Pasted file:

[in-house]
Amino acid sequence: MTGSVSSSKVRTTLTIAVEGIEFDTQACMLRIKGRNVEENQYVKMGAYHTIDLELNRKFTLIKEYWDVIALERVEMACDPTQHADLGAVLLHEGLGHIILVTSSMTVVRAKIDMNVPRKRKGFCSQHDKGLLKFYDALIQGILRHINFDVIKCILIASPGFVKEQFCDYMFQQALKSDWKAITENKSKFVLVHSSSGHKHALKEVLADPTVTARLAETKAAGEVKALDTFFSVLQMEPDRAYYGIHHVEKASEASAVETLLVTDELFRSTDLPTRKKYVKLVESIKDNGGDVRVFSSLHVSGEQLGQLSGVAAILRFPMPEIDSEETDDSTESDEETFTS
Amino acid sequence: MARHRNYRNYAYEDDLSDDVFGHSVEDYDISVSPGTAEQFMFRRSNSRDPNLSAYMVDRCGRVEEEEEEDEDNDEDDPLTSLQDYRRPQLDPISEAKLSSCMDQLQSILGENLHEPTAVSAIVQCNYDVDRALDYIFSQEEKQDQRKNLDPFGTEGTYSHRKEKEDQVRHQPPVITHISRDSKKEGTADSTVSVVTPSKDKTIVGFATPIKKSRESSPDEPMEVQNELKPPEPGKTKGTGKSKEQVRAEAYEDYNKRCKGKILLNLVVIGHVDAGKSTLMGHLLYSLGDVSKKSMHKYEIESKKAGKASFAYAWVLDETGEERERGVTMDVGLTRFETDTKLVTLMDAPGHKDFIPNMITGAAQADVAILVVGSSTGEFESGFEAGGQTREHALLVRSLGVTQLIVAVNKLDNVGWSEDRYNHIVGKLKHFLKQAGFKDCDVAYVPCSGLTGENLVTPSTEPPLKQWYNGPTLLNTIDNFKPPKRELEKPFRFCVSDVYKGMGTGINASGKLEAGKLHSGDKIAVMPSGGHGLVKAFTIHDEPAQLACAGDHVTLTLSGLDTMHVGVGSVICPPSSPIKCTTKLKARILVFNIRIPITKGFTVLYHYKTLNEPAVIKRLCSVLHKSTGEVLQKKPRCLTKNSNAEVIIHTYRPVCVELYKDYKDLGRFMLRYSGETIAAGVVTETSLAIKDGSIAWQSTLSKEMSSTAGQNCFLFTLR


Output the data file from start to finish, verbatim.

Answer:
[in-house]
Amino acid sequence: MTGSVSSSKVRTTLTIAVEGIEFDTQACMLRIKGRNVEENQYVKMGAYHTIDLELNRKFTLIKEYWDVIALERVEMACDPTQHADLGAVLLHEGLGHIILVTSSMTVVRAKIDMNVPRKRKGFCSQHDKGLLKFYDALIQGILRHINFDVIKCILIASPGFVKEQFCDYMFQQALKSDWKAITENKSKFVLVHSSSGHKHALKEVLADPTVTARLAETKAAGEVKALDTFFSVLQMEPDRAYYGIHHVEKASEASAVETLLVTDELFRSTDLPTRKKYVKLVESIKDNGGDVRVFSSLHVSGEQLGQLSGVAAILRFPMPEIDSEETDDSTESDEETFTS
Amino acid sequence: MARHRNYRNYAYEDDLSDDVFGHSVEDYDISVSPGTAEQFMFRRSNSRDPNLSAYMVDRCGRVEEEEEEDEDNDEDDPLTSLQDYRRPQLDPISEAKLSSCMDQLQSILGENLHEPTAVSAIVQCNYDVDRALDYIFSQEEKQDQRKNLDPFGTEGTYSHRKEKEDQVRHQPPVITHISRDSKKEGTADSTVSVVTPSKDKTIVGFATPIKKSRESSPDEPMEVQNELKPPEPGKTKGTGKSKEQVRAEAYEDYNKRCKGKILLNLVVIGHVDAGKSTLMGHLLYSLGDVSKKSMHKYEIESKKAGKASFAYAWVLDETGEERERGVTMDVGLTRFETDTKLVTLMDAPGHKDFIPNMITGAAQADVAILVVGSSTGEFESGFEAGGQTREHALLVRSLGVTQLIVAVNKLDNVGWSEDRYNHIVGKLKHFLKQAGFKDCDVAYVPCSGLTGENLVTPSTEPPLKQWYNGPTLLNTIDNFKPPKRELEKPFRFCVSDVYKGMGTGINASGKLEAGKLHSGDKIAVMPSGGHGLVKAFTIHDEPAQLACAGDHVTLTLSGLDTMHVGVGSVICPPSSPIKCTTKLKARILVFNIRIPITKGFTVLYHYKTLNEPAVIKRLCSVLHKSTGEVLQKKPRCLTKNSNAEVIIHTYRPVCVELYKDYKDLGRFMLRYSGETIAAGVVTETSLAIKDGSIAWQSTLSKEMSSTAGQNCFLFTLR